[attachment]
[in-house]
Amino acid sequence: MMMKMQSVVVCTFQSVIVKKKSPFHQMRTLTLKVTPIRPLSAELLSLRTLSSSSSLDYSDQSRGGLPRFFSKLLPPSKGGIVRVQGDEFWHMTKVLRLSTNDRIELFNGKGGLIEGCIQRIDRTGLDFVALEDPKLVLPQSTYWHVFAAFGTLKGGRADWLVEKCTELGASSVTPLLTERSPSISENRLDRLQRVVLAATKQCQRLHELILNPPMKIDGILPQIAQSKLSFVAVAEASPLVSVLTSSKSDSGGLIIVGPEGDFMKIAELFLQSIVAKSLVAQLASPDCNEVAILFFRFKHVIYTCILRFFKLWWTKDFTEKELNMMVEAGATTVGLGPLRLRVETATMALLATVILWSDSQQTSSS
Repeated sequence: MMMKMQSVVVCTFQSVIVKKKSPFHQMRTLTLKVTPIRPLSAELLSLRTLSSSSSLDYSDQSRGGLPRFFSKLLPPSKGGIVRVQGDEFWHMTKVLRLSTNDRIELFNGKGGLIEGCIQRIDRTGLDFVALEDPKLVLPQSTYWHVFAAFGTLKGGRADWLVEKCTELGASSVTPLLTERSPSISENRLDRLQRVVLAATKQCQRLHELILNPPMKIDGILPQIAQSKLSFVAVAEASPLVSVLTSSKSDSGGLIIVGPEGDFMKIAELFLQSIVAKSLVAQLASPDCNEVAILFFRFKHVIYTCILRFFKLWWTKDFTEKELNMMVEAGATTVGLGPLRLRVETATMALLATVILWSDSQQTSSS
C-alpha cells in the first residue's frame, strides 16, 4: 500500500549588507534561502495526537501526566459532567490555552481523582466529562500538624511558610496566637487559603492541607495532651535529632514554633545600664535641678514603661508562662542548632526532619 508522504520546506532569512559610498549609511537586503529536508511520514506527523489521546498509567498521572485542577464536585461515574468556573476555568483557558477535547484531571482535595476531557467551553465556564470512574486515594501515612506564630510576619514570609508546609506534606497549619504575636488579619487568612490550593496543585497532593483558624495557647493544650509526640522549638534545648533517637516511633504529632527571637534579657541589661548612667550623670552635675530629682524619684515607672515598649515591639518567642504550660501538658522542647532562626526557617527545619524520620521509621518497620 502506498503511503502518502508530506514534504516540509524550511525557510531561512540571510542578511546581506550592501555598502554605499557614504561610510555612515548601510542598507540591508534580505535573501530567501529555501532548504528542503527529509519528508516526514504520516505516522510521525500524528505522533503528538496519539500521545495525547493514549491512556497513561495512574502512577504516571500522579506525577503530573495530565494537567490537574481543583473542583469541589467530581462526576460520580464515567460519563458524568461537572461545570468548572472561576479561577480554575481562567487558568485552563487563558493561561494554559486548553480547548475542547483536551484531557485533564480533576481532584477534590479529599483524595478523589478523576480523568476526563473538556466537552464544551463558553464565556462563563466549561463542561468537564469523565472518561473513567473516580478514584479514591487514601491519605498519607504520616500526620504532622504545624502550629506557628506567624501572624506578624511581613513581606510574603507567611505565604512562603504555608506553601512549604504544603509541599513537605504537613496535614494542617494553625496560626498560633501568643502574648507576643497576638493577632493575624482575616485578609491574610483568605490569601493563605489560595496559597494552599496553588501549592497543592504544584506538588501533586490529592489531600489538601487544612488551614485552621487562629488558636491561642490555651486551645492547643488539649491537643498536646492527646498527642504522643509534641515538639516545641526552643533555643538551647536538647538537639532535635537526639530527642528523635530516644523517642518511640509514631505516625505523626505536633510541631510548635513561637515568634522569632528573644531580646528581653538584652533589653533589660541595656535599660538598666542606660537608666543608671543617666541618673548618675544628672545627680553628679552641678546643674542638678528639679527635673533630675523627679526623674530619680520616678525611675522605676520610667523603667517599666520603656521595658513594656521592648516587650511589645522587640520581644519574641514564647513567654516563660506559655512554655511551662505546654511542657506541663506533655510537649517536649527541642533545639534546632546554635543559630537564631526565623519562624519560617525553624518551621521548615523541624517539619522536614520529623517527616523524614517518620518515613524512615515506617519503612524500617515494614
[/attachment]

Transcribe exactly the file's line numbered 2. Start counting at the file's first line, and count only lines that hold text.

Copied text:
Amino acid sequence: MMMKMQSVVVCTFQSVIVKKKSPFHQMRTLTLKVTPIRPLSAELLSLRTLSSSSSLDYSDQSRGGLPRFFSKLLPPSKGGIVRVQGDEFWHMTKVLRLSTNDRIELFNGKGGLIEGCIQRIDRTGLDFVALEDPKLVLPQSTYWHVFAAFGTLKGGRADWLVEKCTELGASSVTPLLTERSPSISENRLDRLQRVVLAATKQCQRLHELILNPPMKIDGILPQIAQSKLSFVAVAEASPLVSVLTSSKSDSGGLIIVGPEGDFMKIAELFLQSIVAKSLVAQLASPDCNEVAILFFRFKHVIYTCILRFFKLWWTKDFTEKELNMMVEAGATTVGLGPLRLRVETATMALLATVILWSDSQQTSSS